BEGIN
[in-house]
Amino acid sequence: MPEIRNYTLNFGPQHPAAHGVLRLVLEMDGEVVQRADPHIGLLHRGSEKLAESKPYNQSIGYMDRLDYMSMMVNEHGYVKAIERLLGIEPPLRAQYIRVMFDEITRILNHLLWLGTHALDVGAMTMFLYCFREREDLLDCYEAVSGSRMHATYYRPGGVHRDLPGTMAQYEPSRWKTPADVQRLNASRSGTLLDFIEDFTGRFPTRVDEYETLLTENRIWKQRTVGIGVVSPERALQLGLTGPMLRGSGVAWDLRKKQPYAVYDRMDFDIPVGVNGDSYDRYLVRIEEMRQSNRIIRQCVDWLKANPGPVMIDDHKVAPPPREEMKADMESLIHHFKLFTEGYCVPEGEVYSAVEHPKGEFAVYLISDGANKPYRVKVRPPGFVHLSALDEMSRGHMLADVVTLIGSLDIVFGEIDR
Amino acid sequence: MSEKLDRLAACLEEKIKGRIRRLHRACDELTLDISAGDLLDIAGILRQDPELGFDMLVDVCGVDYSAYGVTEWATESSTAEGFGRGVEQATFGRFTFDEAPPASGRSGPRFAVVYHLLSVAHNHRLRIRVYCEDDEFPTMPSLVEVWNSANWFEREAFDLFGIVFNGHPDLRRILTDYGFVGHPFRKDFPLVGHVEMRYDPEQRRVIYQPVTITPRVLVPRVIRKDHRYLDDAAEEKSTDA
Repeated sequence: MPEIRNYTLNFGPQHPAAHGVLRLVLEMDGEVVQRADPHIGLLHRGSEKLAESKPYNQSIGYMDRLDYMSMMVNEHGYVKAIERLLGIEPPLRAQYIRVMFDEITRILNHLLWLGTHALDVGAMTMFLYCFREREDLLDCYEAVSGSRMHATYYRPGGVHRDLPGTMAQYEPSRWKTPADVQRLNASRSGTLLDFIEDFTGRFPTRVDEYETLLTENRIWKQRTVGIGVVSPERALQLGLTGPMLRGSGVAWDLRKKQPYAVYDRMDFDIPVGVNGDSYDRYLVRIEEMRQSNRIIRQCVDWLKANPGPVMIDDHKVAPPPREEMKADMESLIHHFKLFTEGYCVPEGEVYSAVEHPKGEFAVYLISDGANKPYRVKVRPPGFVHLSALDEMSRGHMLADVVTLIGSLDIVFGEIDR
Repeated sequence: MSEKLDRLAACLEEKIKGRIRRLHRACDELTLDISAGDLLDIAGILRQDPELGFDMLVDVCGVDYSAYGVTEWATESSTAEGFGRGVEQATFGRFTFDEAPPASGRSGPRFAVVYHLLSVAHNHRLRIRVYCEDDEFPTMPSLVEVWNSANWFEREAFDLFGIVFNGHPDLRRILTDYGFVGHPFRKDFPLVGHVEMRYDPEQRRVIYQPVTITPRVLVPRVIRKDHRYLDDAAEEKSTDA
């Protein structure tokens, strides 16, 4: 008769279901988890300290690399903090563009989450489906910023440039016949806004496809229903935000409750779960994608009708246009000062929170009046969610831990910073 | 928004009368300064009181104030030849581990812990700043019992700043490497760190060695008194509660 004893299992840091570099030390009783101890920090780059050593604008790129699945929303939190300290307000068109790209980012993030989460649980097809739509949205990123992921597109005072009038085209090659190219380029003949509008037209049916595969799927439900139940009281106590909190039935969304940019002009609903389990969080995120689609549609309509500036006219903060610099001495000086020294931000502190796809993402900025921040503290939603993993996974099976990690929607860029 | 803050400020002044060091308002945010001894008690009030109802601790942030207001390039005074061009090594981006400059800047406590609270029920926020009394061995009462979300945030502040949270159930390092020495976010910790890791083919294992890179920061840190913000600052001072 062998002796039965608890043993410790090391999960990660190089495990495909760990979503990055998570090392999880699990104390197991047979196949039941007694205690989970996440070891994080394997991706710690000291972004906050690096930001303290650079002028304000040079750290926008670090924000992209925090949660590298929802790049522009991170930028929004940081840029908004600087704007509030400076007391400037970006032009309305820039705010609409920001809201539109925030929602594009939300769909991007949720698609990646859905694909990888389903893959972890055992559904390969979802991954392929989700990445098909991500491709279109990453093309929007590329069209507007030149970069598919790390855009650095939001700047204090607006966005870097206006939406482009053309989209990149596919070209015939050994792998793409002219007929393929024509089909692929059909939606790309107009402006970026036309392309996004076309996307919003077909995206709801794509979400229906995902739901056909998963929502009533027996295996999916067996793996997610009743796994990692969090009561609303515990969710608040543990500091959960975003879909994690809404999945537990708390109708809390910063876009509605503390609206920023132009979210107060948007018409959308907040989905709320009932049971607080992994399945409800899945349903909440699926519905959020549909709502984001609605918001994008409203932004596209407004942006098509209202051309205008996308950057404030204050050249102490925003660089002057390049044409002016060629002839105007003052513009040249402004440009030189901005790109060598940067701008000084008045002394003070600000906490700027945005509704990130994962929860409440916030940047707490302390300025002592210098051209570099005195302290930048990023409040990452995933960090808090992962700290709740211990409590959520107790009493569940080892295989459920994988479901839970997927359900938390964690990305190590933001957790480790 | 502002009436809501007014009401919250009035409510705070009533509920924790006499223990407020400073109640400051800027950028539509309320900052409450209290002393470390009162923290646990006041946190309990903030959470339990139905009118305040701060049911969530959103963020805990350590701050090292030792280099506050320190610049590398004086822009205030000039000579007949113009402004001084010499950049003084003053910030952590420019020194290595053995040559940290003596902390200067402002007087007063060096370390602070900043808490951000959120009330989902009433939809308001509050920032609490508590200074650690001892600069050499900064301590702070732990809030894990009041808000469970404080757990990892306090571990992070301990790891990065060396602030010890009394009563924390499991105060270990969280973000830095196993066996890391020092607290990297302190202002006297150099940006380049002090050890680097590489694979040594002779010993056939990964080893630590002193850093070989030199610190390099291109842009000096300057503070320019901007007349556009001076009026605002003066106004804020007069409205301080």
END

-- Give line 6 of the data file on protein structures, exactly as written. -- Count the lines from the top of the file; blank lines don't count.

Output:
């Protein structure tokens, strides 16, 4: 008769279901988890300290690399903090563009989450489906910023440039016949806004496809229903935000409750779960994608009708246009000062929170009046969610831990910073 | 928004009368300064009181104030030849581990812990700043019992700043490497760190060695008194509660 004893299992840091570099030390009783101890920090780059050593604008790129699945929303939190300290307000068109790209980012993030989460649980097809739509949205990123992921597109005072009038085209090659190219380029003949509008037209049916595969799927439900139940009281106590909190039935969304940019002009609903389990969080995120689609549609309509500036006219903060610099001495000086020294931000502190796809993402900025921040503290939603993993996974099976990690929607860029 | 803050400020002044060091308002945010001894008690009030109802601790942030207001390039005074061009090594981006400059800047406590609270029920926020009394061995009462979300945030502040949270159930390092020495976010910790890791083919294992890179920061840190913000600052001072 062998002796039965608890043993410790090391999960990660190089495990495909760990979503990055998570090392999880699990104390197991047979196949039941007694205690989970996440070891994080394997991706710690000291972004906050690096930001303290650079002028304000040079750290926008670090924000992209925090949660590298929802790049522009991170930028929004940081840029908004600087704007509030400076007391400037970006032009309305820039705010609409920001809201539109925030929602594009939300769909991007949720698609990646859905694909990888389903893959972890055992559904390969979802991954392929989700990445098909991500491709279109990453093309929007590329069209507007030149970069598919790390855009650095939001700047204090607006966005870097206006939406482009053309989209990149596919070209015939050994792998793409002219007929393929024509089909692929059909939606790309107009402006970026036309392309996004076309996307919003077909995206709801794509979400229906995902739901056909998963929502009533027996295996999916067996793996997610009743796994990692969090009561609303515990969710608040543990500091959960975003879909994690809404999945537990708390109708809390910063876009509605503390609206920023132009979210107060948007018409959308907040989905709320009932049971607080992994399945409800899945349903909440699926519905959020549909709502984001609605918001994008409203932004596209407004942006098509209202051309205008996308950057404030204050050249102490925003660089002057390049044409002016060629002839105007003052513009040249402004440009030189901005790109060598940067701008000084008045002394003070600000906490700027945005509704990130994962929860409440916030940047707490302390300025002592210098051209570099005195302290930048990023409040990452995933960090808090992962700290709740211990409590959520107790009493569940080892295989459920994988479901839970997927359900938390964690990305190590933001957790480790 | 502002009436809501007014009401919250009035409510705070009533509920924790006499223990407020400073109640400051800027950028539509309320900052409450209290002393470390009162923290646990006041946190309990903030959470339990139905009118305040701060049911969530959103963020805990350590701050090292030792280099506050320190610049590398004086822009205030000039000579007949113009402004001084010499950049003084003053910030952590420019020194290595053995040559940290003596902390200067402002007087007063060096370390602070900043808490951000959120009330989902009433939809308001509050920032609490508590200074650690001892600069050499900064301590702070732990809030894990009041808000469970404080757990990892306090571990992070301990790891990065060396602030010890009394009563924390499991105060270990969280973000830095196993066996890391020092607290990297302190202002006297150099940006380049002090050890680097590489694979040594002779010993056939990964080893630590002193850093070989030199610190390099291109842009000096300057503070320019901007007349556009001076009026605002003066106004804020007069409205301080």